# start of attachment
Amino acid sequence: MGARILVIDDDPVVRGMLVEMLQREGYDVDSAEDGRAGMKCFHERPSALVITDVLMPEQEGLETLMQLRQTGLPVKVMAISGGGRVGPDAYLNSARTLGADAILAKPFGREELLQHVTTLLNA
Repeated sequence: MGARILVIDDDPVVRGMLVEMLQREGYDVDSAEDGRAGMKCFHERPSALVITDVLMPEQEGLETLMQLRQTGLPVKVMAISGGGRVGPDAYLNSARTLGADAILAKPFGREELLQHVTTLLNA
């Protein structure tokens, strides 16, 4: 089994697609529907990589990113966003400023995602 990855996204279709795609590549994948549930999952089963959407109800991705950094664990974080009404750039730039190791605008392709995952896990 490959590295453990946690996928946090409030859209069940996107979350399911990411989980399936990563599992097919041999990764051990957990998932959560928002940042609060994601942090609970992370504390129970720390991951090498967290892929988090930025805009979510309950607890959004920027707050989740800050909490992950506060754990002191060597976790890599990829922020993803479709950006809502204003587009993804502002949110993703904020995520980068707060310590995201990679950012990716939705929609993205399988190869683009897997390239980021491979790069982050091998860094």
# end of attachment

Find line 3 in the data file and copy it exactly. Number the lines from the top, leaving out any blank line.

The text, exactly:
């Protein structure tokens, strides 16, 4: 089994697609529907990589990113966003400023995602 990855996204279709795609590549994948549930999952089963959407109800991705950094664990974080009404750039730039190791605008392709995952896990 490959590295453990946690996928946090409030859209069940996107979350399911990411989980399936990563599992097919041999990764051990957990998932959560928002940042609060994601942090609970992370504390129970720390991951090498967290892929988090930025805009979510309950607890959004920027707050989740800050909490992950506060754990002191060597976790890599990829922020993803479709950006809502204003587009993804502002949110993703904020995520980068707060310590995201990679950012990716939705929609993205399988190869683009897997390239980021491979790069982050091998860094």